After four years at the University of North Carolina, a former St. Stephens grad is preparing for the national stage.
Patrick Johnson, a former standout on the Indians’ baseball team, will take the mound at 2 p.m. Saturday, as he guides the Tarheels (50-14) against the Vanderbilt Commodores in the first game of the 2011 College World Series.
Johnson said moving from a senior at St. Stephens to a freshman at UNC was a difficult transition.
“Everything is bigger,” Johnson said. “Hickory is small town. When I got to UNC, there were 30,000 students on campus. I’ve just had to adjust to the college life, especially baseball. It’s been an experience, but I’ve loved all of it. It’s been fun.”
On June 23, 2010, Johnson had arthroscopic posterior capsule release surgery on his shoulder.
He said the decision to have surgery helped him this season.
“I was able to get some relief with my surgery,” Johnson said. “That was the biggest thing for me. I’m able to pitch pain-free now. This year has been a special year for our team. Everyone is playing with confidence. I have such great players behind me. It helps you rise to the occasion when you have such good players behind you. They play defense so well, and our offense is so good that it helps me out a lot.”
It’s been an tremendous senior season for Johnson. During his first three years at UNC, Johnson’s record was 12-6 with a 3.76 earned run average.
This season, Johnson’s ERA is down to 2.77 and his record is 13-1. He is one win away from tying the all-time wins mark set by Greg Norris in 1978.
“When I came here I never would have thought my name would be mentioned with the great pitchers at UNC for having that many wins,” Johnson said. “It is a tribute to my team and how they’ve played throughout the year. It is really special and means a lot to me, but it would be more special if we could go out there and win a national championship this year.”
Johnson’s season and accomplishments were validated just a few weeks ago, when he was selected by the Rockies in the 25th round.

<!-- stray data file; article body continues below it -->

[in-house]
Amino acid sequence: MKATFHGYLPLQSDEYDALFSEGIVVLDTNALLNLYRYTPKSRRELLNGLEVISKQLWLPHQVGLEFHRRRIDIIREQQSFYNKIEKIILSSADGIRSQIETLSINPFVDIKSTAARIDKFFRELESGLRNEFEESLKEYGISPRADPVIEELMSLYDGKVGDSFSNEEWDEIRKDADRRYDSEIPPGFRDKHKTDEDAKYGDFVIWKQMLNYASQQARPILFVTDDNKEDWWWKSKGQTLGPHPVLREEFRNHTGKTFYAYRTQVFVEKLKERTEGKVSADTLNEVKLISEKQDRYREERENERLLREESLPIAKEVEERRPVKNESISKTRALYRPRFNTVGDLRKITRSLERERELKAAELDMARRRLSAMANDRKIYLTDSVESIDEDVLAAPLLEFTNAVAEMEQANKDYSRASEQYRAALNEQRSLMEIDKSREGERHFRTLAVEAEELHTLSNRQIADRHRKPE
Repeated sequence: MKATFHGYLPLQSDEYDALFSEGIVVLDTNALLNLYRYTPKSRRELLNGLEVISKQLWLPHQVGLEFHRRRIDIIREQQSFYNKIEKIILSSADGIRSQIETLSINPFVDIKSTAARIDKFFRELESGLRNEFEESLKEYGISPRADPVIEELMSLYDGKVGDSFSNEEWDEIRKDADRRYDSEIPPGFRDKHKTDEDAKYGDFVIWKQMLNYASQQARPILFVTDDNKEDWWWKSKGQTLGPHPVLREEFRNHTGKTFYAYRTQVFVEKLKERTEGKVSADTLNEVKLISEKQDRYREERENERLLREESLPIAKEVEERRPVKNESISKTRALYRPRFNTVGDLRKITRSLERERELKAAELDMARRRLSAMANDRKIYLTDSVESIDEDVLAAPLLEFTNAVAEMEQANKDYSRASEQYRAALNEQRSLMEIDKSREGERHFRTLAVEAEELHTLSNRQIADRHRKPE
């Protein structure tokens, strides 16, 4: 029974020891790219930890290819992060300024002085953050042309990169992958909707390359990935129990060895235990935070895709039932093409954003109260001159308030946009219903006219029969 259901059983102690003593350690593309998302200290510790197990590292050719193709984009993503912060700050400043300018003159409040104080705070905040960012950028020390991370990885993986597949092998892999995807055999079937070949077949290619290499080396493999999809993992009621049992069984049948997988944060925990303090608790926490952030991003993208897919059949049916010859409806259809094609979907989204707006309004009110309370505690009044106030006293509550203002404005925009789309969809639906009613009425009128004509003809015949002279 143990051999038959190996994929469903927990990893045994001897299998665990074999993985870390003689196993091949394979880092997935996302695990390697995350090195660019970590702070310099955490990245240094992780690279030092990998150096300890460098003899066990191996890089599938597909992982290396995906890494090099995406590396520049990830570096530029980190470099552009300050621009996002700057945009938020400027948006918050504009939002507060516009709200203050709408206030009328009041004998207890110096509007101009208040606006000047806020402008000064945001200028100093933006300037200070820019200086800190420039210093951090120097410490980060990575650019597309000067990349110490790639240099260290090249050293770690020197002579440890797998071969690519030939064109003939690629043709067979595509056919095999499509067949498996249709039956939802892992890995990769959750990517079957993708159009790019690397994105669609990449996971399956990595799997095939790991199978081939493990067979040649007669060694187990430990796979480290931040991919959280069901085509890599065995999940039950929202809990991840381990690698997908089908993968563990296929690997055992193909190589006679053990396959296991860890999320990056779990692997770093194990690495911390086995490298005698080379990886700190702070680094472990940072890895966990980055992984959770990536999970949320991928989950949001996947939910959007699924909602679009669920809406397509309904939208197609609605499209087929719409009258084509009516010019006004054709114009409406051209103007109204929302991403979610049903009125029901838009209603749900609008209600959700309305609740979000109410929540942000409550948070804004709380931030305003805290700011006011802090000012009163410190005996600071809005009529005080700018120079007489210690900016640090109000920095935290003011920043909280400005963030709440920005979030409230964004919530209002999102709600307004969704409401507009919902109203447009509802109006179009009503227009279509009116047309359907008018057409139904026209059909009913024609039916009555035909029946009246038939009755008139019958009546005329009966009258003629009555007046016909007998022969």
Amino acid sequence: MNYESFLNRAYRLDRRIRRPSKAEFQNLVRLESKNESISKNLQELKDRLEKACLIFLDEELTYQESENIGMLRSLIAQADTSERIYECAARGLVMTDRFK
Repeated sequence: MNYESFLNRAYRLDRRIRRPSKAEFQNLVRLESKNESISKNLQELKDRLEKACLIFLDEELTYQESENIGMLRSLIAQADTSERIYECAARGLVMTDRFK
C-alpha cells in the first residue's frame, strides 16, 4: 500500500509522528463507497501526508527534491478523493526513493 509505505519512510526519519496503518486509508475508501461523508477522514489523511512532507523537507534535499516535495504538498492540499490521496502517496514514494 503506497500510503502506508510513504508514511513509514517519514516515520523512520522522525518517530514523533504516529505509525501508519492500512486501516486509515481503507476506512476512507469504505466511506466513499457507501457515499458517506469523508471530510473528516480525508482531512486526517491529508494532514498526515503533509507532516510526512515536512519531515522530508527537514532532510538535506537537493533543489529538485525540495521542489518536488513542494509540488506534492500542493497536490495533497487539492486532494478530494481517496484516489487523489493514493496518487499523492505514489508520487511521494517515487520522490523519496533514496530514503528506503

With so much going on in his life, Johnson said that he tries to take a step back from it all.
“You have to take it in when it happens,” Johnson said. “You have to try to look past it the next day and get everything back to normal. Coach Fox tells us about not being too high or being too low and try to be even kiel. That’s sort of what you have to do. You have to try and manage it and not live on cloud nine. You have to make things normal.”
Johnson has been a part of four NCAA tournament appearances and three College World Series berths.
This year’s College World Series is moving from Rosenblatt Stadium, which hosted the event from 1950-2010, to TD Ameritrade Park.
Johnson said the change in venue and scenery won’t effect his mentality at all.
“The new stadium won’t change things much,” Johnson said. “If anything, it makes it that much more exciting. We get to play in the very first game of the College World Series. I get to throw out the very first pitch at the new stadium in the College World Series. I am pretty excited about it. The first time I got to throw in the College World Series, I was a little bit starstruck throwing in front of 27,000 people. It definitely was an experience that will help me out there this time.”
Johnson said he knows playing against the Commodores will be tough, but he is ready for every challenge.
“I know they are a great hitting team and are hot right now,” Johnson said. “They seem to be swinging the bat well. I know it is going to be a challenge and a tough game, but I am looking forward to it.”